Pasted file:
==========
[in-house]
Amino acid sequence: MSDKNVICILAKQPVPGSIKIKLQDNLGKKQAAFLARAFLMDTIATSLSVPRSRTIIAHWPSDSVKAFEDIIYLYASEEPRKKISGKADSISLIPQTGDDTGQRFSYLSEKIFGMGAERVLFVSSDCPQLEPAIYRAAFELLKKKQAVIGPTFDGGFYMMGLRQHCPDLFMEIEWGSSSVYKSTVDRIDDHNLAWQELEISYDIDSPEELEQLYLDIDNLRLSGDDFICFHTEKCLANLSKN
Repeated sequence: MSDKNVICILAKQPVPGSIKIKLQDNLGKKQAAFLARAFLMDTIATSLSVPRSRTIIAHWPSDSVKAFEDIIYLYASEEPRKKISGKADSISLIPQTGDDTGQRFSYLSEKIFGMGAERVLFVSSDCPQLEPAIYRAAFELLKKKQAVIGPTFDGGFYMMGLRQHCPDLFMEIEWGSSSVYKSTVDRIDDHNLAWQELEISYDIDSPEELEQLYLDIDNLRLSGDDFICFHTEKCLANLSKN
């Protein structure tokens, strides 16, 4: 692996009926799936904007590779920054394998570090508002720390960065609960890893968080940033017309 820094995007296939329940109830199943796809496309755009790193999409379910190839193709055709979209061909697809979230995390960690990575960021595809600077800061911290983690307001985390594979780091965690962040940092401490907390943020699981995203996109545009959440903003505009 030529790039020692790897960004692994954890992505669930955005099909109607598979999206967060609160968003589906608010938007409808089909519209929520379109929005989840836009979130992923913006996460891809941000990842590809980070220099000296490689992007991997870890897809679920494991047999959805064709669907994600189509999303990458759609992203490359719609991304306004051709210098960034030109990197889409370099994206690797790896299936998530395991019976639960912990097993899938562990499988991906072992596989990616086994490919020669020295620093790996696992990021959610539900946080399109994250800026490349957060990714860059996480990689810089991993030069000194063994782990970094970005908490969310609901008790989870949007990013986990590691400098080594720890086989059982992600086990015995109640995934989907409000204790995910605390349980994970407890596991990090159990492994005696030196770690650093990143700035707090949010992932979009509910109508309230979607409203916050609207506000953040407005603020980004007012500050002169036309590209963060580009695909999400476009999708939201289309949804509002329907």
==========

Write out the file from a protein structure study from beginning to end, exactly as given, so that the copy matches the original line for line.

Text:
[in-house]
Amino acid sequence: MSDKNVICILAKQPVPGSIKIKLQDNLGKKQAAFLARAFLMDTIATSLSVPRSRTIIAHWPSDSVKAFEDIIYLYASEEPRKKISGKADSISLIPQTGDDTGQRFSYLSEKIFGMGAERVLFVSSDCPQLEPAIYRAAFELLKKKQAVIGPTFDGGFYMMGLRQHCPDLFMEIEWGSSSVYKSTVDRIDDHNLAWQELEISYDIDSPEELEQLYLDIDNLRLSGDDFICFHTEKCLANLSKN
Repeated sequence: MSDKNVICILAKQPVPGSIKIKLQDNLGKKQAAFLARAFLMDTIATSLSVPRSRTIIAHWPSDSVKAFEDIIYLYASEEPRKKISGKADSISLIPQTGDDTGQRFSYLSEKIFGMGAERVLFVSSDCPQLEPAIYRAAFELLKKKQAVIGPTFDGGFYMMGLRQHCPDLFMEIEWGSSSVYKSTVDRIDDHNLAWQELEISYDIDSPEELEQLYLDIDNLRLSGDDFICFHTEKCLANLSKN
């Protein structure tokens, strides 16, 4: 692996009926799936904007590779920054394998570090508002720390960065609960890893968080940033017309 820094995007296939329940109830199943796809496309755009790193999409379910190839193709055709979209061909697809979230995390960690990575960021595809600077800061911290983690307001985390594979780091965690962040940092401490907390943020699981995203996109545009959440903003505009 030529790039020692790897960004692994954890992505669930955005099909109607598979999206967060609160968003589906608010938007409808089909519209929520379109929005989840836009979130992923913006996460891809941000990842590809980070220099000296490689992007991997870890897809679920494991047999959805064709669907994600189509999303990458759609992203490359719609991304306004051709210098960034030109990197889409370099994206690797790896299936998530395991019976639960912990097993899938562990499988991906072992596989990616086994490919020669020295620093790996696992990021959610539900946080399109994250800026490349957060990714860059996480990689810089991993030069000194063994782990970094970005908490969310609901008790989870949007990013986990590691400098080594720890086989059982992600086990015995109640995934989907409000204790995910605390349980994970407890596991990090159990492994005696030196770690650093990143700035707090949010992932979009509910109508309230979607409203916050609207506000953040407005603020980004007012500050002169036309590209963060580009695909999400476009999708939201289309949804509002329907």